Inafune: Japanese developers must break 'through the stagnation' to succeed
Keiji Inafune is admitting the weaknesses of his fellow Japanese gamemakers. The industry in Japan is in trouble.
“Overseas media have been asking the same question for a long time: Is Japan’s game industry okay? Are Japanese brand games dead? The fact they’ve been asking these questions for a while is because they care, and they’re worried about it,” he told IGN.
"Words are not enough," he said, considering those who believe the Japanese game industry is fine. "We must act and prove it."
But not everyone outside of Japan has nice words to say. At last year's Game Developers Conference, Fez creator Phil Fish told a Japanese developer that their "games just suck." In an interview one month later, Inafune responded by saying "that's what's necessary."
He said, "When [Japanese people are] embarrassed, and they feel obliged to change, it would make a difference."
Now Inafune is saying that developers in Japan need to learn from those overseas, but "their pride gets in the way," he said. He added, "As a result, they end up staying in the domestic market rather than going global.”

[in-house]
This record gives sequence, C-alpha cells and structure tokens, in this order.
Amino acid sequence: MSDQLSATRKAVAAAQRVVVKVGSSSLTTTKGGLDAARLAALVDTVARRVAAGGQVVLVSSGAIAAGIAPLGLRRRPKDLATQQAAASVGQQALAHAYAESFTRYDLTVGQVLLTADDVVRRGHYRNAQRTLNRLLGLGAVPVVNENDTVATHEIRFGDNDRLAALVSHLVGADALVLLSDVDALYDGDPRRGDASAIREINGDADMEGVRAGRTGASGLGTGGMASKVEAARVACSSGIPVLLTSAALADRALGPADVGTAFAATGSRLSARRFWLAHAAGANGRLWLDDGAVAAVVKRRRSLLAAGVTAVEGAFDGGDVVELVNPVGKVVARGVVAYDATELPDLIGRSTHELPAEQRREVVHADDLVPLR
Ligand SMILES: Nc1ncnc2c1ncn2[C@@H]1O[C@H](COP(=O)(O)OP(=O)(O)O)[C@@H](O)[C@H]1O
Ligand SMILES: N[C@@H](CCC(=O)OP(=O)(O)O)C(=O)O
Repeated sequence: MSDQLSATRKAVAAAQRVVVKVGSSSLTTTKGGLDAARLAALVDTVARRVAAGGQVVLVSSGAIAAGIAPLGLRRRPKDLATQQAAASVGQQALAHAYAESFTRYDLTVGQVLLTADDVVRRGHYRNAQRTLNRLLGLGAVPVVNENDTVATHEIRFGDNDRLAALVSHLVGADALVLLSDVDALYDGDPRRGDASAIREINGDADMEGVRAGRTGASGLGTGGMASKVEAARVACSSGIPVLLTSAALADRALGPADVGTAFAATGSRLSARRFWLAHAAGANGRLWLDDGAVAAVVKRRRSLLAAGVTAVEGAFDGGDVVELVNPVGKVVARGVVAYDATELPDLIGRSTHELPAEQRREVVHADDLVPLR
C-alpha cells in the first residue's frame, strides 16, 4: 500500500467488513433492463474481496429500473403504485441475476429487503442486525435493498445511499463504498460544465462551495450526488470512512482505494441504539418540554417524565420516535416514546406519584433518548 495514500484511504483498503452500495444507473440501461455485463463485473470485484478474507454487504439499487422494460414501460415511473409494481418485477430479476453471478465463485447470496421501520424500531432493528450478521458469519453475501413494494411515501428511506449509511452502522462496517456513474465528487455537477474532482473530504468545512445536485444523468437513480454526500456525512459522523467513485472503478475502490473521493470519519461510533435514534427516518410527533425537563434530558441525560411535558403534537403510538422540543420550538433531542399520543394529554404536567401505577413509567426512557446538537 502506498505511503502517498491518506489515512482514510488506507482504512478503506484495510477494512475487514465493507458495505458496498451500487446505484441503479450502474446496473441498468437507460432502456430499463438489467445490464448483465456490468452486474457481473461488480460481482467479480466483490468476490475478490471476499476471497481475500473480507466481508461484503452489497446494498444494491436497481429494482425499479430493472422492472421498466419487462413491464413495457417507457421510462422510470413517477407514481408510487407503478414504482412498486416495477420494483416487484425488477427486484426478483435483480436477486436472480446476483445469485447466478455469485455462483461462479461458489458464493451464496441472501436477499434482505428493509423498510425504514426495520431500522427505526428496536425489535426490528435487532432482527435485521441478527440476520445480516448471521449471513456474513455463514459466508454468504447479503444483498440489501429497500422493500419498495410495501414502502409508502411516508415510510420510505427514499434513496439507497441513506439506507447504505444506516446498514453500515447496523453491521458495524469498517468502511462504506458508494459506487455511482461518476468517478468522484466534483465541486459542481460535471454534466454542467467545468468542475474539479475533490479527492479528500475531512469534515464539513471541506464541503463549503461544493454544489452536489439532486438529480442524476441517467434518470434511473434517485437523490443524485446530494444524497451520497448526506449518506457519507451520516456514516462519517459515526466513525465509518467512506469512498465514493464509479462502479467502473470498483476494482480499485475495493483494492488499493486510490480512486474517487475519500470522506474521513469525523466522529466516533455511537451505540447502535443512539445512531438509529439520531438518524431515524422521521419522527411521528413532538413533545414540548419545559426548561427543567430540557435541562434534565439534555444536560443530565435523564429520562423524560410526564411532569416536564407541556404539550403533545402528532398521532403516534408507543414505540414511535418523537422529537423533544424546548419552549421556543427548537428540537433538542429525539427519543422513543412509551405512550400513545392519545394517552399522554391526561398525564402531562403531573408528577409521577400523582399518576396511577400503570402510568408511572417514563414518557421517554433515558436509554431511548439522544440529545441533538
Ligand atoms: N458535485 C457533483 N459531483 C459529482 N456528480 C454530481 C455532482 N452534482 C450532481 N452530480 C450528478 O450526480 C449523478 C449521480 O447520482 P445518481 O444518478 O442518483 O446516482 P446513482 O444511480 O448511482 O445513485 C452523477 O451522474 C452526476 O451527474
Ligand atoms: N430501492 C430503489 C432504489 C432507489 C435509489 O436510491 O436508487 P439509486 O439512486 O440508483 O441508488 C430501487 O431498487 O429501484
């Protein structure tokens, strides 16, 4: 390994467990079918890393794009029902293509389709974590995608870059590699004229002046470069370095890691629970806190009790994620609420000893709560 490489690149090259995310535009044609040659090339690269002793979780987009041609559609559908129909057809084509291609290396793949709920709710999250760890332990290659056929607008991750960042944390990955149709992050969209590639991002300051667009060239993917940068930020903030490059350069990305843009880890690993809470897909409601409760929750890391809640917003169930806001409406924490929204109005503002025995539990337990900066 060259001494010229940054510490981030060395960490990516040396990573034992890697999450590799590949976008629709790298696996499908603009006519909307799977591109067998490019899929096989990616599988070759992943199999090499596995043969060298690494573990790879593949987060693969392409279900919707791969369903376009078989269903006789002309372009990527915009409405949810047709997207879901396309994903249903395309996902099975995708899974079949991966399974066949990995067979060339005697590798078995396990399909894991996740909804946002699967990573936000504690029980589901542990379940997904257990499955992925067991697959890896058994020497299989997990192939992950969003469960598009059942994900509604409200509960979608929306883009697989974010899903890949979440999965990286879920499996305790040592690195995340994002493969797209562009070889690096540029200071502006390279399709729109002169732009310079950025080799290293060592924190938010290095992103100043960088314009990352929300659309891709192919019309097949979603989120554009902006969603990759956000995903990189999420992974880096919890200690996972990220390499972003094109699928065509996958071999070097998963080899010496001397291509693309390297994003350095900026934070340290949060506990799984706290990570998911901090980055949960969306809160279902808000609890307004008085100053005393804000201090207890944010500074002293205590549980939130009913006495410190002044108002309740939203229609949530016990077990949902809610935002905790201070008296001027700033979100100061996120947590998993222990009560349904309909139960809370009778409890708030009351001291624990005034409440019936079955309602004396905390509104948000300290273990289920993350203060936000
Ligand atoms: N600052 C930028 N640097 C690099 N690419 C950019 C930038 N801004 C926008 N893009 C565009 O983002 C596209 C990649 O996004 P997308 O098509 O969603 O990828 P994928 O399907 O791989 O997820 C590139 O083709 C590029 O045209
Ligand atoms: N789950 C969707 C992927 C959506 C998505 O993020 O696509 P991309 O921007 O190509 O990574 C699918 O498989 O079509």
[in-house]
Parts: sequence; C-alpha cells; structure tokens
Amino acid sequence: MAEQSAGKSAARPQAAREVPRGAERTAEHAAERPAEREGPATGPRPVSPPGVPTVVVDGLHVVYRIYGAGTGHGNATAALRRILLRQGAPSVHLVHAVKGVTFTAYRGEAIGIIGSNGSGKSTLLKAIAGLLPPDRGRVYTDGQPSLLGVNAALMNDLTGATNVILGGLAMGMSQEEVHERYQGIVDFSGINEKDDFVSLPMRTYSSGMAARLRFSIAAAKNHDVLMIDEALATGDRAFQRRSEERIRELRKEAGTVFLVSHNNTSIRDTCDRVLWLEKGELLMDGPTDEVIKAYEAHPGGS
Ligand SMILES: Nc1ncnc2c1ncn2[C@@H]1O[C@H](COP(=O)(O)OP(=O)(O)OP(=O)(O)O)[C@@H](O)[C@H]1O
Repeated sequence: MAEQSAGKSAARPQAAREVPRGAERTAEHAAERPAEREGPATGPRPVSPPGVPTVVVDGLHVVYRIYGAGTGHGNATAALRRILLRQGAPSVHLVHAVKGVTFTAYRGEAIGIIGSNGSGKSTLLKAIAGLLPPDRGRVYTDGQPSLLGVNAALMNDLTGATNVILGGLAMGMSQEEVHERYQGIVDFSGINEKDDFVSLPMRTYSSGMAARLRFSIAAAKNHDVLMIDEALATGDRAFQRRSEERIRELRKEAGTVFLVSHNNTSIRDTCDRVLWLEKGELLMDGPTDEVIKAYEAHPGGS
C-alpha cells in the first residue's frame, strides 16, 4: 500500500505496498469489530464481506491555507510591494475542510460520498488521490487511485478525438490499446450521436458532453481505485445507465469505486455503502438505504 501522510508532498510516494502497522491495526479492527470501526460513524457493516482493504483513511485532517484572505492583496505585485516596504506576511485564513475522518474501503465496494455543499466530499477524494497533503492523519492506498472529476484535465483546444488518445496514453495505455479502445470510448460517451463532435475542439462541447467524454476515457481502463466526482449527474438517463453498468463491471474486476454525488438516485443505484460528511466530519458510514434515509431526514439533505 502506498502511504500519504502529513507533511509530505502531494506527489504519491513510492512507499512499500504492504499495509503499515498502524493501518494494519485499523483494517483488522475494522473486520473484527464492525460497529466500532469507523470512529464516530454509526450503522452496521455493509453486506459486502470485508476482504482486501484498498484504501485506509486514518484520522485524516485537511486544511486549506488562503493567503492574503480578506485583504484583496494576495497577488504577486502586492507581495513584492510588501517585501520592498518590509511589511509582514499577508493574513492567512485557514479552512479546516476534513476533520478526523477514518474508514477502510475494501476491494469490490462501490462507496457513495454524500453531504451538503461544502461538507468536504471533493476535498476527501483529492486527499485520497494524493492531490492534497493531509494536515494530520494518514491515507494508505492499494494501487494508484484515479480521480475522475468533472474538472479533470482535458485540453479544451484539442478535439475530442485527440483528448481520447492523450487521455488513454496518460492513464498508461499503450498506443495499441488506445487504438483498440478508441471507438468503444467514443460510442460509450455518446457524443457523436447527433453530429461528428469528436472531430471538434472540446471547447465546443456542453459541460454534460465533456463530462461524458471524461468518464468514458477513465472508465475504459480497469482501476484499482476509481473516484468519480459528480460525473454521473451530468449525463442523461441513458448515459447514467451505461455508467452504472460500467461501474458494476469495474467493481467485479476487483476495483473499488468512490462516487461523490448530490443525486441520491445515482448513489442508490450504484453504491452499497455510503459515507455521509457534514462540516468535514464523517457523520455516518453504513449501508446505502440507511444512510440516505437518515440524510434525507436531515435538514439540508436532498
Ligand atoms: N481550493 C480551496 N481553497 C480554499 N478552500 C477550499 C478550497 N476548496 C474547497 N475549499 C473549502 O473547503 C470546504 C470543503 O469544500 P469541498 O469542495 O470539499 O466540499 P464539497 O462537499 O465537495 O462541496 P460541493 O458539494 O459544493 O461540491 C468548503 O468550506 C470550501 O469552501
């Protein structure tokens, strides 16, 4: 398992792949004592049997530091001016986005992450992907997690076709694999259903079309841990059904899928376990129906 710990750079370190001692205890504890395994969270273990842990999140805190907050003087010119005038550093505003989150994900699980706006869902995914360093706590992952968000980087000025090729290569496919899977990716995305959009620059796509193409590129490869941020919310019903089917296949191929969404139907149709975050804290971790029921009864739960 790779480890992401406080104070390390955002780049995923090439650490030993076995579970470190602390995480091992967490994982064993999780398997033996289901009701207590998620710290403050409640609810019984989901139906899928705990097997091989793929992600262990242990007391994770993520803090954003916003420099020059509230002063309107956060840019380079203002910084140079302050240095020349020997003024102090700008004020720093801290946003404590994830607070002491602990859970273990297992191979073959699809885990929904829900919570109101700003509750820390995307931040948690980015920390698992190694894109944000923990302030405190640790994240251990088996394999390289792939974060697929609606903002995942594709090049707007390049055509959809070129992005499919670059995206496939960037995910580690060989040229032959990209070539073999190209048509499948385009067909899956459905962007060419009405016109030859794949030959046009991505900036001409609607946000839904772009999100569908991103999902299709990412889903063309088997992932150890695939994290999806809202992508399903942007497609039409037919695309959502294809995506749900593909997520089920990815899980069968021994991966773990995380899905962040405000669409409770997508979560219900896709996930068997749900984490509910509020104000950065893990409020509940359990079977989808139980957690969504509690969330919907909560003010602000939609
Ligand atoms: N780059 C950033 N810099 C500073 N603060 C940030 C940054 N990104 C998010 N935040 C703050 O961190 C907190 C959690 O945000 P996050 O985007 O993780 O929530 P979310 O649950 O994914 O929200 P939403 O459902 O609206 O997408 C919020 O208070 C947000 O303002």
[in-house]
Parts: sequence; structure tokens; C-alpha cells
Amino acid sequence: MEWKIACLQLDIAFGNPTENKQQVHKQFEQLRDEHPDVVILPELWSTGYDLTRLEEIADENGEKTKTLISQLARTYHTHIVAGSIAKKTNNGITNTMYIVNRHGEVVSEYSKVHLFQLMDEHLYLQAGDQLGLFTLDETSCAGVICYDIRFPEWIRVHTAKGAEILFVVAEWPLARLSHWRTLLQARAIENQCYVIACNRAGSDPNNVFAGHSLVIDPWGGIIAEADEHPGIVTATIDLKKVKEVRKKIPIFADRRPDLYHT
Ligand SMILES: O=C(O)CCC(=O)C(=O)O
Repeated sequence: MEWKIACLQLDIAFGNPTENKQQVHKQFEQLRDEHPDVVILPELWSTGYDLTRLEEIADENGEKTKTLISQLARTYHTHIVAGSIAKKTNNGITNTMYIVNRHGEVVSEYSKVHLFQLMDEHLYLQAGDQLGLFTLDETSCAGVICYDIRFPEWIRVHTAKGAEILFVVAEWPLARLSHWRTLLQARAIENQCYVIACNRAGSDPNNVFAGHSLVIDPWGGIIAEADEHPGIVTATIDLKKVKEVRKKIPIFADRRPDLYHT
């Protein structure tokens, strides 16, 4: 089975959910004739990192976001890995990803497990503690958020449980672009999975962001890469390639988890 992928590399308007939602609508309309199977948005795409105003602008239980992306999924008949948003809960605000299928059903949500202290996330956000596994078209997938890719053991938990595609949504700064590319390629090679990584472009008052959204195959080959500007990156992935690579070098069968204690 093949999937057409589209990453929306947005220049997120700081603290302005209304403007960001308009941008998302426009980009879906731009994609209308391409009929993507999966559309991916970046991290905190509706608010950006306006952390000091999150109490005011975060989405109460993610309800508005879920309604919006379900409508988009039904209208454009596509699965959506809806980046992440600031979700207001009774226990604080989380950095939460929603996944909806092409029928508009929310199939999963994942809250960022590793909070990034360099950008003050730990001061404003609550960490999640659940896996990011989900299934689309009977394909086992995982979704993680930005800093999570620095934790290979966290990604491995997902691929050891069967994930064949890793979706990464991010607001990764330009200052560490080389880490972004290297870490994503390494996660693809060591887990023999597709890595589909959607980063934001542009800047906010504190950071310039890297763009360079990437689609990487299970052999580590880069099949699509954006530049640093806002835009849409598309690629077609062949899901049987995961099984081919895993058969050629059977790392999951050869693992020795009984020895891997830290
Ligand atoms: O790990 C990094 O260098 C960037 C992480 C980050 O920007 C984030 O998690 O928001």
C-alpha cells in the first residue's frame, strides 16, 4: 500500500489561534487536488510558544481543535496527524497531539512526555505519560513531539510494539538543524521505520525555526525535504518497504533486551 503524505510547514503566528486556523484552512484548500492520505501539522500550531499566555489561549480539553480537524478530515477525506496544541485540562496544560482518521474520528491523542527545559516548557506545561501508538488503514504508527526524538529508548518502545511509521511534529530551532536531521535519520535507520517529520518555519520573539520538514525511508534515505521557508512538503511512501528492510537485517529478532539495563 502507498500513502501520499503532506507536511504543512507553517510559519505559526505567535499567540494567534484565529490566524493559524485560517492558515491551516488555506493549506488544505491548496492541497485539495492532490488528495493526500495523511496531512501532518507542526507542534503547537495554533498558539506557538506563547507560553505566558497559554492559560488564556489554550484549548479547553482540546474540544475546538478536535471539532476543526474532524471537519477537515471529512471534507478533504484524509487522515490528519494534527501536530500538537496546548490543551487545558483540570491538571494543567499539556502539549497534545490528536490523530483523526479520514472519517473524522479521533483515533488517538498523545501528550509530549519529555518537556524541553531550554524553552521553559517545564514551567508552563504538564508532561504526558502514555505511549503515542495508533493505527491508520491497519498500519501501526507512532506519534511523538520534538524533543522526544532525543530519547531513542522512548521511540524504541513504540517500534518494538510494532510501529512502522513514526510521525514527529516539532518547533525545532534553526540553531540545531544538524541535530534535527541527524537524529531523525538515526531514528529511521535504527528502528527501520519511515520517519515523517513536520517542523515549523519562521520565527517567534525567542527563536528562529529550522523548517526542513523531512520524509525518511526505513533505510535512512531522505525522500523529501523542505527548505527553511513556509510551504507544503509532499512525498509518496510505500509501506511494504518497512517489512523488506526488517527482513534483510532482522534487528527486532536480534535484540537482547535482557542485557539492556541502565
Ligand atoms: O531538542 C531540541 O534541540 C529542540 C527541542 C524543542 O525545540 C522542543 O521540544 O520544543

He said, "I hope Japanese game developers are breaking through the stagnation. However, the reality isn’t as good as I want it to be. I see they’re starting to be aware of the problem and that they have to do something. They know they have to learn more from Western games and create games that’ll sell more in the Western market. However, they don’t know what to do or how to do it.”
This line of thinking matches what Inafune said recently about why the Xbox 360 has failed in Japan.
"As a Japanese [person], I think it’s only natural you feel closer or attached more to domestic products, and I find myself being that way too," he said. "When you see two products with similar features and one is from your own country and the other is from foreign countries, it’s easy to pick the one from your own country."
Follow @wita on Twitter.